I had to have a health screening done for my insurance. Apparently, we were told back in July that employees would have one year to do it, and yesterday I got an email saying it had to be done by the end of the month.
Because we are heading out of town it meant it had to get done today, so I went to the drug store clinic.
While I was sitting in the waiting area (or row of four chairs), I noticed that the girl beside me had the same form that needed to be completed.
I asked, “Can you believe they waited to the last second to remind us that we needed to have this screening done?”
“I know. It caught me totally off guard,” she said.
“Right! I mean, why do we have to be responsible for our health care?”
Then she said, “Yeah! And the worst part is the fasting?”
“You’re supposed to fast before you have it done,” she explained.
I thought back. For once it would pay off medically that I hadn’t eaten breakfast. I was good.
A few minutes later the nurse practitioner called me in. Without any warning, she whipped out her tape measure and measured my waist and then called out the number. With a little heads up, I could have sucked in and gotten that number down a bit.
She asked, “You’ve fasted, right?”
As she took some blood and put it in the machine I remembered that I had drunk some coffee earlier. And maybe eaten a few skittles. But surely this wouldn’t skew my results.
If I come clean, she might say I’d have to fast and come back another day. I don’t have another day.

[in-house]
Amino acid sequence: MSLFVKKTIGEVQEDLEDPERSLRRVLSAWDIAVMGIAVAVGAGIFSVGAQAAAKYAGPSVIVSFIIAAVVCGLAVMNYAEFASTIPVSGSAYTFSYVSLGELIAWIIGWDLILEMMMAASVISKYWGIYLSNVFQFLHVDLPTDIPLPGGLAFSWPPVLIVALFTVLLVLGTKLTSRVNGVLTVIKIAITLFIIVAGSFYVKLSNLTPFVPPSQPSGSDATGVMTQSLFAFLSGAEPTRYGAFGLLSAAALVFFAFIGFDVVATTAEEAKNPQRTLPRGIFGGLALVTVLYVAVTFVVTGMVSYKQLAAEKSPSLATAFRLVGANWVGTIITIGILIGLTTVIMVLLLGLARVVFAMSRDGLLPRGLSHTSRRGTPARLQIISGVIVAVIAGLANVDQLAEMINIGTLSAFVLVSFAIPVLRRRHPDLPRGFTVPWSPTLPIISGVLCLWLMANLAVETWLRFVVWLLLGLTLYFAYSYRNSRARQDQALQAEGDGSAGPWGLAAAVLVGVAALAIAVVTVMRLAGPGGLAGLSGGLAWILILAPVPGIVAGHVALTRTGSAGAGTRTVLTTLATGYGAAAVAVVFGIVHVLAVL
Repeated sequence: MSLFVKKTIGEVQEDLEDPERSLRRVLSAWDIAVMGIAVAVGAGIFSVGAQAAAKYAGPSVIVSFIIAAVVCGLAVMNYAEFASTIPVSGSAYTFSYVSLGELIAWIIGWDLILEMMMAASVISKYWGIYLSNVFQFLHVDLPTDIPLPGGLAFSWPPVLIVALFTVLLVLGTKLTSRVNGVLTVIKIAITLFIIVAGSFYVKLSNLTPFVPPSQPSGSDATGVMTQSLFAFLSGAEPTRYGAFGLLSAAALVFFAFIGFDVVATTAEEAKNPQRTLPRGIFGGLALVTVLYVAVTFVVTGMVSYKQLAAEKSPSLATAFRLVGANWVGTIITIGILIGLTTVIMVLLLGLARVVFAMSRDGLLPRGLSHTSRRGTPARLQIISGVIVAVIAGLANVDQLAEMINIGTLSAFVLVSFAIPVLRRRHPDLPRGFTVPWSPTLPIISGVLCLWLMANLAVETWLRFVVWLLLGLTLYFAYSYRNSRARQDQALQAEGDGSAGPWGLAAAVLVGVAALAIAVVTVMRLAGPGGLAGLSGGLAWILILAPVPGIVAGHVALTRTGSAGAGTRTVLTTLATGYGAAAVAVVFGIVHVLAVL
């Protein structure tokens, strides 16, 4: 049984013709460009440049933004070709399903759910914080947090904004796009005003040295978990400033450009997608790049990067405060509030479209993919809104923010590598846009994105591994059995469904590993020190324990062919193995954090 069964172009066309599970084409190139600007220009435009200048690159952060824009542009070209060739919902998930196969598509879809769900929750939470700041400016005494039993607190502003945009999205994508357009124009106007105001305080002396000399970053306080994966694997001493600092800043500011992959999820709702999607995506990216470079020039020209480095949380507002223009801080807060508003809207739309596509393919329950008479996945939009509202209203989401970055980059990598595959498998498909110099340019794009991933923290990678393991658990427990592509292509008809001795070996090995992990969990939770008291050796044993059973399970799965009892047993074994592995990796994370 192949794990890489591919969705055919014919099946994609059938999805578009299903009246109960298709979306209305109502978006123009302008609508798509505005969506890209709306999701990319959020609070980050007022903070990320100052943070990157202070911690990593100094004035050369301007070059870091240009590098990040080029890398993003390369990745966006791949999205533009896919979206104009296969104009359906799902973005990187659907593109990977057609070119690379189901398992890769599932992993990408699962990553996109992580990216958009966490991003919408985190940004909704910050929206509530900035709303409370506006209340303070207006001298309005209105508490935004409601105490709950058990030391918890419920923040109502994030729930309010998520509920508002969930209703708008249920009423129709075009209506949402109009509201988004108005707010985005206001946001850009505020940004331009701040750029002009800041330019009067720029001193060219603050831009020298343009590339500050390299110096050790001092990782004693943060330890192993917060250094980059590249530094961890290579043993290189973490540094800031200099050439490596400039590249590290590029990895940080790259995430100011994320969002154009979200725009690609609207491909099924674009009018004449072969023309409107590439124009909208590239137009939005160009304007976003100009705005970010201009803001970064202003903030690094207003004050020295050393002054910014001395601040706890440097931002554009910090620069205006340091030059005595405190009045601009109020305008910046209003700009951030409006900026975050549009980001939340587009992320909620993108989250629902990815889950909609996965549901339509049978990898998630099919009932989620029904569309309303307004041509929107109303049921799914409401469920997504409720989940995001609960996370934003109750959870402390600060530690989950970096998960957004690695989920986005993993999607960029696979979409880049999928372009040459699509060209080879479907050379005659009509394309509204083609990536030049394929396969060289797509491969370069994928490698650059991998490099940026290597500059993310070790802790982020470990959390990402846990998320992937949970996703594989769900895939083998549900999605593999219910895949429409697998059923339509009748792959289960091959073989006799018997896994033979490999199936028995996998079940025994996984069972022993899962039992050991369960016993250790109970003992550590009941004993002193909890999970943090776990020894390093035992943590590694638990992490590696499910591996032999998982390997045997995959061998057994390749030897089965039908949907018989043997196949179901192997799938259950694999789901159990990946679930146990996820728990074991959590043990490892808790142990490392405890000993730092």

She checked my blood pressure.
“Very nice. One hundred over sixty,” she said.
Next she took my pulse. “Do you exercise? Your pulse is slow.”
“Why yes—I do,” I answered. Thank you for noticing. Never mind the fact that you don’t know me from Adam’s house cat and have no knowledge that I’ve put on about ten pounds since last year.
The timer went off and she took a look at the test results.
“Everything’s good, except your cholesterol. It’s a little high.”
“What? How can I have high cholesterol?” I asked.
“It’s only borderline high. You just need to look at your diet.”
I don’t think so. There’s got to be mistake. I’m NEVER sick. I’m the epitome of health.
“Okay, I had some coffee this morning and I put French vanilla creamer in it. And then on the way here I ate about three Starbursts and a handful of skittles. Maybe that’s skewed my results.”
She just stared at me.
“Okay, and maybe last night around 9 o’clock, I had some frozen yogurt, but it was frozen yogurt.”
She turned back around in her chair and wrote, “Patient did not fast.”
“So it’s probably really normal, right?”
“Actually, the fasting has nothing to do with the total cholesterol part of the screening. Do you eat a lot of fried foods?” she asked.
“How about fast foods?”
She looked at me like she wasn’t buying it.
“Once a week, tops.”
She explained that genetics played a part and all I needed to do was watch it and have it tested again in three months. I wasn’t satisfied. I had to know why it was high. While she continued with the paperwork, I kept thinking about it.
“Okay, I think I know what it is.”
I’m not sure, but I think she wasn’t really interested in hearing my theory. The fact that her back was turned and she kept writing was a tipoff.
“It’s the butter. In the summer I’m off from work and I like to bake. I make a cake probably once a week and they usually have about two sticks of butter in them.”
“Oh,” she said as if someone had just died. “Butter is not your friend.”
And she handed me my paperwork and showed me the door.
I have a long history with butter. My Grandpa showed me how to improve a warm brownie with a pat of butter. I only eat bread for the butter. It just can’t be the butter.
Come to think of it, I have recently discovered Doritos Spicy Sweet Chili chips. It’s possible that I’ve eaten more than my share of them. I’ll have to cut back.
Whew! That’s it. Crisis averted. Mystery solved. And to celebrate, I think I’ll bake a cake.
How about you? Do you have any guilty pleasures? (The eating kind.)